Travel Pack Thailand


One of the biggest problems with travel manuals is that they go out of date too quickly.  Prices are wrong, or the enterprise has shifted or gone bust (many places close before they have their grand opening).

The latest to come across the reviewer’s desk is the Travel Pack Thailand (ISBN978-0-8048-4210-5, Tuttle Publishing, 2012) written and collected by Jim Algie, a long-stay expat who knows his Thailand.  This one was written (published) in 2012 so is relatively current.  His travel experiences include scuba-diving, rock-climbing, kayaking off the coast of Krabi, learning how to hunt for red ant egg nests (a delicacy in the northeast), and trawling with Thai-Muslim fishermen down south, so he can write with some authority.

The format is similar to most guides of this genre, but with some important differences.  This is not one of the $5 a day back-packer manuals, but is squarely aimed at the more affluent tourist, with many of the author’s recommendations being for top end hotels, such as the Mandarin Oriental Dhara Devi in Chiang Mai.  It is also a smaller and thinner publication and with good paper stock and hard covers will last a sight-seeing holiday.  The claim is that it is easy to use and easy to carry, and I agree.  However, the map which folds out needs directions on how to re-fold, or perhaps it is just me who failed Map Folding 101.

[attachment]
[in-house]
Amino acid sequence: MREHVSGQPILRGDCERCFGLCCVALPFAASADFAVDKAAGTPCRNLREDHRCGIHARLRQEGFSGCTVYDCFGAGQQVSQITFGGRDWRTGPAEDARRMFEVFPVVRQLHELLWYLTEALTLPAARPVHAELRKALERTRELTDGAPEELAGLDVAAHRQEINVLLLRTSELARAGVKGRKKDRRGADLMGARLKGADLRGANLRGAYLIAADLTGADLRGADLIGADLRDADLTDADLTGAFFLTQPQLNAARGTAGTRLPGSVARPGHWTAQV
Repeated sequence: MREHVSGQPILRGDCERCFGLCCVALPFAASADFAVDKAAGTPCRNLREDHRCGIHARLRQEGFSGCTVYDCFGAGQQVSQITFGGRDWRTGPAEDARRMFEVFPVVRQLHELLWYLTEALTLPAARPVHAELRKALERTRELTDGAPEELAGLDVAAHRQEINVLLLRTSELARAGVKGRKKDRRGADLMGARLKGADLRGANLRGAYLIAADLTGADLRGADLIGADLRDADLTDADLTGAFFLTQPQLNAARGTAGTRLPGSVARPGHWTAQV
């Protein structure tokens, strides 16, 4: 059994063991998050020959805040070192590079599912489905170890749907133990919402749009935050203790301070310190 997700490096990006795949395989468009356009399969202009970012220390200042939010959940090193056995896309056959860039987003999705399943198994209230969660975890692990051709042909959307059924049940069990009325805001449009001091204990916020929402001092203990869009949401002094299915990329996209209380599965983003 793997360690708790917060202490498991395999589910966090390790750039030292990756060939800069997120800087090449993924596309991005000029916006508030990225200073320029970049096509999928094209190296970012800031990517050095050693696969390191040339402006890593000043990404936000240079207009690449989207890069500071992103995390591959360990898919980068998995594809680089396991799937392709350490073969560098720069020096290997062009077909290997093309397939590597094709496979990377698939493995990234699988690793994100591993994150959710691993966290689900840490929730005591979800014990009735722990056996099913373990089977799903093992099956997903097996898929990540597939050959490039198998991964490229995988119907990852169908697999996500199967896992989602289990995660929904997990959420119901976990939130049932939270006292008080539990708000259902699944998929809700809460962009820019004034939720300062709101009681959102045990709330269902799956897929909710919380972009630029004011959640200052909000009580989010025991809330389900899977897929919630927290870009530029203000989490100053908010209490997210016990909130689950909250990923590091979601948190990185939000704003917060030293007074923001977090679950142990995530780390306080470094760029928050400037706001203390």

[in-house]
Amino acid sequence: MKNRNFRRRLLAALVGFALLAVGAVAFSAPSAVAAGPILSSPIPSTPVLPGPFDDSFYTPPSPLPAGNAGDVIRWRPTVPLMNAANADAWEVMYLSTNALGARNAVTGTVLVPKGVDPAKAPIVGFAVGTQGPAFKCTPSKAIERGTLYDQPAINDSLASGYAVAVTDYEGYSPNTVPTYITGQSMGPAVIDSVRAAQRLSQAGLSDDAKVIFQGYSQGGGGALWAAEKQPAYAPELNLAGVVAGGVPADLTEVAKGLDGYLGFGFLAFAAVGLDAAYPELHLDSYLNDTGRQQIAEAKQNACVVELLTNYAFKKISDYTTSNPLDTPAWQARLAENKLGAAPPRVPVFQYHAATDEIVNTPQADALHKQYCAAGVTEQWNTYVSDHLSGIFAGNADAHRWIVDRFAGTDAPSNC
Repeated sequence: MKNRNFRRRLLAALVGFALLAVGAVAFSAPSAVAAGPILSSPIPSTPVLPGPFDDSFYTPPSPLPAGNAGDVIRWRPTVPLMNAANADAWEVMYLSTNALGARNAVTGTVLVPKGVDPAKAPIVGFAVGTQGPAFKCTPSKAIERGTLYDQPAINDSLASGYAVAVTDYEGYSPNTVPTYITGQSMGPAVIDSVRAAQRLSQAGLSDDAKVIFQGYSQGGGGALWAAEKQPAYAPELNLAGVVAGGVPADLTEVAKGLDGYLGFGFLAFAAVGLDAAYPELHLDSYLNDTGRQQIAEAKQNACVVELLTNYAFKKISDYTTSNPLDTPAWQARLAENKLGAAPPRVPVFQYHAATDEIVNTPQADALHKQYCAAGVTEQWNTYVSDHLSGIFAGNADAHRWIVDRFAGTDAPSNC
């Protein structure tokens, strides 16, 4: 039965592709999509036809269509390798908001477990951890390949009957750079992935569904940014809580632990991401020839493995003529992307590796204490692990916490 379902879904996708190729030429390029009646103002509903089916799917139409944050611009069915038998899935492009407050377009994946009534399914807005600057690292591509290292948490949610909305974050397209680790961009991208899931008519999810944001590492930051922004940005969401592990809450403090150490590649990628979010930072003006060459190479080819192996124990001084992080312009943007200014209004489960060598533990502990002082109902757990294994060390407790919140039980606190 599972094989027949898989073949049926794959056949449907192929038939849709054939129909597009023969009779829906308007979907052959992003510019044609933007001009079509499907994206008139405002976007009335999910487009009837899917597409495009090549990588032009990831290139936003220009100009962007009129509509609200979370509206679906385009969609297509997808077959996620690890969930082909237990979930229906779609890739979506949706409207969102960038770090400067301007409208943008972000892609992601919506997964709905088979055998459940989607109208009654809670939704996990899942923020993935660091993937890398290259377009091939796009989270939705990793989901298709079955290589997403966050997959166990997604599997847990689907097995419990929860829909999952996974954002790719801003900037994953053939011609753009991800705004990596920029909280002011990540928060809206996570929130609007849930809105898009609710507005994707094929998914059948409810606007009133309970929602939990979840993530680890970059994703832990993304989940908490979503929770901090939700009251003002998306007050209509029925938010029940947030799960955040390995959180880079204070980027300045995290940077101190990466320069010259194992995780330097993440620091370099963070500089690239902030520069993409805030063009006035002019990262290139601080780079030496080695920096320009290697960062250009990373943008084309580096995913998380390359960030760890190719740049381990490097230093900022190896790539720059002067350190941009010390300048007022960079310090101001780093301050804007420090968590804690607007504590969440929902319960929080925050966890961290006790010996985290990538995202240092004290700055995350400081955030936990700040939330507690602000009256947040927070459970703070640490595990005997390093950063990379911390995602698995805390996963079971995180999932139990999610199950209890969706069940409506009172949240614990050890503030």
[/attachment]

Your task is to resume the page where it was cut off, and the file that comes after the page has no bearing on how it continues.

Pattaya is obviously not one of Jim Algie’s favored destinations, getting only a brief mention, though he does say that Pattaya is changing towards a family destination.  Phuket, on the other hand does score well.

In a small section on medical tourism he mentions visitors having a procedure done in Bangkok, with recuperation by the sea.  This is very easily achieved by Bangkok Hospital Pattaya, with its top clinics, but again Pattaya dips out.

The book is divided into three sections, claiming to show “Thailand’s Best Sights, 21 must-see sights and must-have experiences, from the many faces and flavors of its modern metropolis to southern Thailand’s fabled beaches and bays, from World Heritage Sites like the ancient Siamese capital of Ayuthaya to places of natural wonder like Khao Yai Nature Park.”

The second section is “Exploring Thailand” which  offers a wide variety of excursions in every part of the country, from Chiang Mai in the mountainous north to ‘Little Tuscany’ in the country’s center and the famous Chatuchak weekend market (JJ) of Bangkok; and from kayaking through a marine park to a bicycle tour through Thailand’s first kingdom.

The third section is the “Author’s Recommendations” and makes specific suggestions for the hippest hotels and resorts; the coolest nightspots; the best spas; the best eco-trips, treks, and outdoor activities; the most kid-friendly places and things to do; the best food and eateries; the best shopping; the best museums and galleries; and more.

Algie also provides basic travel information, including useful pointers for getting around Thailand.

At B. 465 it is not expensive and is available through Asia Books.  I did enjoy it and found places/sights I had missed in my travels.  Recommend this to your newbie friends.